As the Occupy Wall Street movement continues to grow, the response from the movement’s targets has gradually changed: Contemptuous dismissal has been replaced by whining. The modern lords of finance look at the protesters and ask, Don’t they understand what we’ve done for the U.S. economy?
The answer is: Yes, many of the protesters do understand what Wall Street and more generally the nation’s economic elite have done for us. And that’s why they’re protesting.
Earlier this month The New York Times reported what people in the financial industry are saying privately about the protests. My favorite quote came from an unnamed money manager who declared, “Financial services are one of the last things we do in this country and do it well. Let’s embrace it.”
This is deeply unfair to American workers, who are good at lots of things, and could be even better if we made adequate investments in education and infrastructure. But to the extent that America has lagged in everything except financial services, shouldn’t the question be why, and whether it’s a trend we want to continue?
For the financialization of America wasn’t dictated by the invisible hand of the market. What caused the financial industry to grow much faster than the rest of the economy starting around 1980 was a series of deliberate policy choices, in particular a process of deregulation that continued right up to the eve of the 2008 crisis.
Not coincidentally, the era of an ever-growing financial industry was also an era of ever-growing inequality of income and wealth. Wall Street made a large direct contribution to economic polarization, because soaring incomes in finance accounted for a significant fraction of the rising share of the top 1 percent (and the top 0.1 percent, which accounts for most of the top 1 percent’s gains) in the nation’s income. More broadly, the same political forces that promoted financial deregulation fostered overall inequality in a variety of ways, undermining organized labor, doing away with the “outrage constraint” that used to limit executive paychecks, and more.
Oh, and taxes on the wealthy were, of course, sharply reduced.
All of this was supposed to be justified by results: The paychecks of the wizards of Wall Street were appropriate, we were told, because of the wonderful things they did. Somehow, however, that wonderfulness failed to trickle down to the rest of the nation—and that was true even before the crisis. Median family income, adjusted for inflation, grew only about a fifth as much between 1980 and 2007 as it did in the generation after World War II.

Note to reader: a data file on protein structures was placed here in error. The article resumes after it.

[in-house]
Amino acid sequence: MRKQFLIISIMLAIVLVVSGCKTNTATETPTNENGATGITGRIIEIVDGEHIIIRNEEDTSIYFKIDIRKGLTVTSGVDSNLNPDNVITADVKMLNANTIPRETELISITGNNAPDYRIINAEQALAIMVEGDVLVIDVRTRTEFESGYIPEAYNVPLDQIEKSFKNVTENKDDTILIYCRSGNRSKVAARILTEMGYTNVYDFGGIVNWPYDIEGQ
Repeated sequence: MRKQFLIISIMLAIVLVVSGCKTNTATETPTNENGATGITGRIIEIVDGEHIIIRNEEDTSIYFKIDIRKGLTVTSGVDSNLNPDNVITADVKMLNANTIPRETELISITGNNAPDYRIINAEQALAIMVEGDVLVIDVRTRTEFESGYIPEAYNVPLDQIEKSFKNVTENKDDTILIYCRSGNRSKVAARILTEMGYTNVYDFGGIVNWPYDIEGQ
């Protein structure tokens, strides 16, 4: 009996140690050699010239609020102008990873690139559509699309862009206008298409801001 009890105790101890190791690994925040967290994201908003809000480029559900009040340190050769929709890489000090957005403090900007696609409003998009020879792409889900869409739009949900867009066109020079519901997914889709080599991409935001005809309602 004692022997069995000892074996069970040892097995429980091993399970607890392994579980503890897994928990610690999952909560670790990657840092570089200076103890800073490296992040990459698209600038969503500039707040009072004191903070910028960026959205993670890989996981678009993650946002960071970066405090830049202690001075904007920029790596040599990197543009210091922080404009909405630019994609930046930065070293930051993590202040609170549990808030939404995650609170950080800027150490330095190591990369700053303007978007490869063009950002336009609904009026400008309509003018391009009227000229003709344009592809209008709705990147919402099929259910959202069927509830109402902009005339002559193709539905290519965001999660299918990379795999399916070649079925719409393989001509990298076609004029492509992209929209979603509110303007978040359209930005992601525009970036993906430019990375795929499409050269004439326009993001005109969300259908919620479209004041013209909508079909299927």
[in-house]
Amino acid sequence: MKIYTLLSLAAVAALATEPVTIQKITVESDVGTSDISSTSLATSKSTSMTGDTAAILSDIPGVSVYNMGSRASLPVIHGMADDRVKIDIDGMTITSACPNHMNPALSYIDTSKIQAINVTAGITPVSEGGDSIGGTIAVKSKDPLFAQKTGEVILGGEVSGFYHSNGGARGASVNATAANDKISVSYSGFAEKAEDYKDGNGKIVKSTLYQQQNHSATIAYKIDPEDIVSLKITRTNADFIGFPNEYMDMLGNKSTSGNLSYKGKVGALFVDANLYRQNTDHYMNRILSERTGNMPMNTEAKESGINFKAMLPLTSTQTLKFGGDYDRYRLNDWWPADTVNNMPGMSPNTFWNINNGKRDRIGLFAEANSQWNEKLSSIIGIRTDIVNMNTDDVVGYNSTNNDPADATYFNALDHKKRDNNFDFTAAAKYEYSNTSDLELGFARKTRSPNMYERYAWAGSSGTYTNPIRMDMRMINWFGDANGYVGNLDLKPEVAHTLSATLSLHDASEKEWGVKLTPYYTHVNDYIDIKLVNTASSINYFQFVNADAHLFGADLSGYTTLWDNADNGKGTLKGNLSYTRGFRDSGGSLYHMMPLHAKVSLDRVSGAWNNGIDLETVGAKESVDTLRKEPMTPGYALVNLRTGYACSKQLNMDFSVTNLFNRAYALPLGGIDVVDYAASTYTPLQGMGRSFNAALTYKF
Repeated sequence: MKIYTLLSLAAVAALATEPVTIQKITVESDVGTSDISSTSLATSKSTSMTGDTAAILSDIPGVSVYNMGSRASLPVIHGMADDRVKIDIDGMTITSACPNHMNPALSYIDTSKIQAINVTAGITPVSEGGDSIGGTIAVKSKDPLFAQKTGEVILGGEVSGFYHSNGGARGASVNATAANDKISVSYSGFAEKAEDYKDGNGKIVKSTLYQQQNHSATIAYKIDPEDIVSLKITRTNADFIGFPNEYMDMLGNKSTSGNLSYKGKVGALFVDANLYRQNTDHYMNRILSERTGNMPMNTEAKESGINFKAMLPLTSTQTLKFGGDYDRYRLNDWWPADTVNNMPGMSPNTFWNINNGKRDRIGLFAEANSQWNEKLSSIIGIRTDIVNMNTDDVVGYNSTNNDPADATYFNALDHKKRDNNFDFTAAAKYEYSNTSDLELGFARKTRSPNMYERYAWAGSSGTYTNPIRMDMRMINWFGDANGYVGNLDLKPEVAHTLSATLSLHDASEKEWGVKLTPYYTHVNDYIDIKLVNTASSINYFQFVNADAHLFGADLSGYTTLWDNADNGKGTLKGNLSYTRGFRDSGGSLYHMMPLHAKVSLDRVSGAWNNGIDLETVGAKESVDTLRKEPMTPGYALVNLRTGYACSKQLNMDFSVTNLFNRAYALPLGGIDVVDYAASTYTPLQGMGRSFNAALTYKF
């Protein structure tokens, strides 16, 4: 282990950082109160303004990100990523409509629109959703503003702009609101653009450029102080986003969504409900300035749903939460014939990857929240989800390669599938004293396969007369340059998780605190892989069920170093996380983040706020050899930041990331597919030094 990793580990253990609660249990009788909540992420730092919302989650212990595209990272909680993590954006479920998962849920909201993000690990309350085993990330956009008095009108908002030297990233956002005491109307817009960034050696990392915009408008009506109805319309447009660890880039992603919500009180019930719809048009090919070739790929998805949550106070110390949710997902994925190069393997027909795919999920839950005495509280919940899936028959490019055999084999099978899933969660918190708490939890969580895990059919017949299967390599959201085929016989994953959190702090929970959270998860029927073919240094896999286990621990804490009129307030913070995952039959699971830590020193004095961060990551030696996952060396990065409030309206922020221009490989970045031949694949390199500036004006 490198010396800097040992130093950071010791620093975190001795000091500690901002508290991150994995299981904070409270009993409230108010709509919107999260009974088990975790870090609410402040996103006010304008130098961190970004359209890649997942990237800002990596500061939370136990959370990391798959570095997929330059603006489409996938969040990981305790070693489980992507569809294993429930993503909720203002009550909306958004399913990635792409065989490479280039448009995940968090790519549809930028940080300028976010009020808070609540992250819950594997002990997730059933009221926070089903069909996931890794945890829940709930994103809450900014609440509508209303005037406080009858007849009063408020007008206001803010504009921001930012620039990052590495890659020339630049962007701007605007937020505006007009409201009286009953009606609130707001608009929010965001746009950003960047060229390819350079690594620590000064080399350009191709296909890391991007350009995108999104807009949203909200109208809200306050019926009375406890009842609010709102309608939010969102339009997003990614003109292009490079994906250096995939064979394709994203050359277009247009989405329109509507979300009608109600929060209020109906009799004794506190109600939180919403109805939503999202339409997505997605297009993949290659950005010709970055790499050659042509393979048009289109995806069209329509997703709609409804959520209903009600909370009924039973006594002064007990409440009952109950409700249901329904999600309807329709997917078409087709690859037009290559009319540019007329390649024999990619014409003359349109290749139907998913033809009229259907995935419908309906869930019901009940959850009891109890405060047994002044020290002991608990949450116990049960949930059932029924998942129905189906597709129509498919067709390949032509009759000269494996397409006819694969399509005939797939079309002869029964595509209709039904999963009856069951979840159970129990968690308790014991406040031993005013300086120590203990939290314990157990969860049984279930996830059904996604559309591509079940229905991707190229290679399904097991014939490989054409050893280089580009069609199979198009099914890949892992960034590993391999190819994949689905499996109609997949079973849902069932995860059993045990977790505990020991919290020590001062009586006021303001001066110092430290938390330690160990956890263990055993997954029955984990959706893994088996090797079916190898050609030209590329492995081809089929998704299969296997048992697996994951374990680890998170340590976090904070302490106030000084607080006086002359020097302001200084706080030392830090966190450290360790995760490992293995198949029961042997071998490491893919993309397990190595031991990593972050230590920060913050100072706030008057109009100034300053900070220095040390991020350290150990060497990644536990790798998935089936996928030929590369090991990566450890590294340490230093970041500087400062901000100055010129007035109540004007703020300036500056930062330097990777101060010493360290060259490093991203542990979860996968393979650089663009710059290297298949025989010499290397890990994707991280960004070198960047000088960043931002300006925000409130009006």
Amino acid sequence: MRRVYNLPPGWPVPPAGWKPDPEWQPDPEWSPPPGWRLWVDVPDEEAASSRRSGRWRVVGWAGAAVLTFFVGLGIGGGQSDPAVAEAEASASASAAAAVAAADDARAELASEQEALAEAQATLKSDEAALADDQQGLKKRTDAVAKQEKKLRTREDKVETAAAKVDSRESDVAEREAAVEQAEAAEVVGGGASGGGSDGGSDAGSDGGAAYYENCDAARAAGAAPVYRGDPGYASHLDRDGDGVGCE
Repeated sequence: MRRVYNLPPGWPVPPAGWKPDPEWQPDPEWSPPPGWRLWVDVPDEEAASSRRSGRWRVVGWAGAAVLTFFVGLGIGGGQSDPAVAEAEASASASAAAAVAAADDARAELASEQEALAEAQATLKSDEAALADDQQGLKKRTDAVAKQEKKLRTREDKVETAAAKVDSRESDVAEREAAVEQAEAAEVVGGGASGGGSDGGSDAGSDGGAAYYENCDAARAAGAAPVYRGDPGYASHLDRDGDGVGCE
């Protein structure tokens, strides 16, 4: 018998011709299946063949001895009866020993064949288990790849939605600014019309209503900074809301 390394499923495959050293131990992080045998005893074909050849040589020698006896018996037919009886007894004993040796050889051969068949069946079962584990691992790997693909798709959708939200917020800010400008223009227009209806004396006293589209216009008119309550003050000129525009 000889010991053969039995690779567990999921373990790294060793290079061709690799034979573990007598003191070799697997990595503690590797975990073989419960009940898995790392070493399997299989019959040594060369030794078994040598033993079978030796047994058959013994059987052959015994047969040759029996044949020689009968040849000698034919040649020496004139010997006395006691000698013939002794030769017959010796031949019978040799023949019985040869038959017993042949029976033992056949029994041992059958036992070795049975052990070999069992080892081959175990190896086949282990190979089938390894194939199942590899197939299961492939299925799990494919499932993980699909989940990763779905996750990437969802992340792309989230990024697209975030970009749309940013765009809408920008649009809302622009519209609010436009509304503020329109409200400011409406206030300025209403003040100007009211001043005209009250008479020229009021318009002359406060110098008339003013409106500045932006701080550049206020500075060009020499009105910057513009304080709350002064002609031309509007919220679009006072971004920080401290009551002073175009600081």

Then came the crisis, which proved that all those claims about how modern finance had reduced risk and made the system more stable were utter nonsense. Government bailouts were all that saved us from a financial meltdown as bad as or worse than the one that caused the Great Depression.
And what about the current situation? Wall Street pay has rebounded even as ordinary workers continue to suffer from high unemployment and falling real wages. Yet it’s harder than ever to see what, if anything, financiers are doing to earn that money.
Money talks in American politics, and what the financial industry’s money has been saying lately is that it will punish any politician who dares to criticize that industry’s behavior, no matter how gently—as evidenced by the way Wall Street money has now abandoned President Obama in favor of Mitt Romney. And this explains the industry’s shock over recent events.
You see, until a few weeks ago it seemed as if Wall Street had effectively bribed and bullied our political system into forgetting about that whole drawing lavish paychecks while destroying the world economy thing. Then, all of a sudden, some people insisted on bringing the subject up again.
And their outrage has found resonance with millions of Americans. No wonder Wall Street is whining.•
Krugman is a New York Times columnist. Send comments on this column to firstname.lastname@example.org.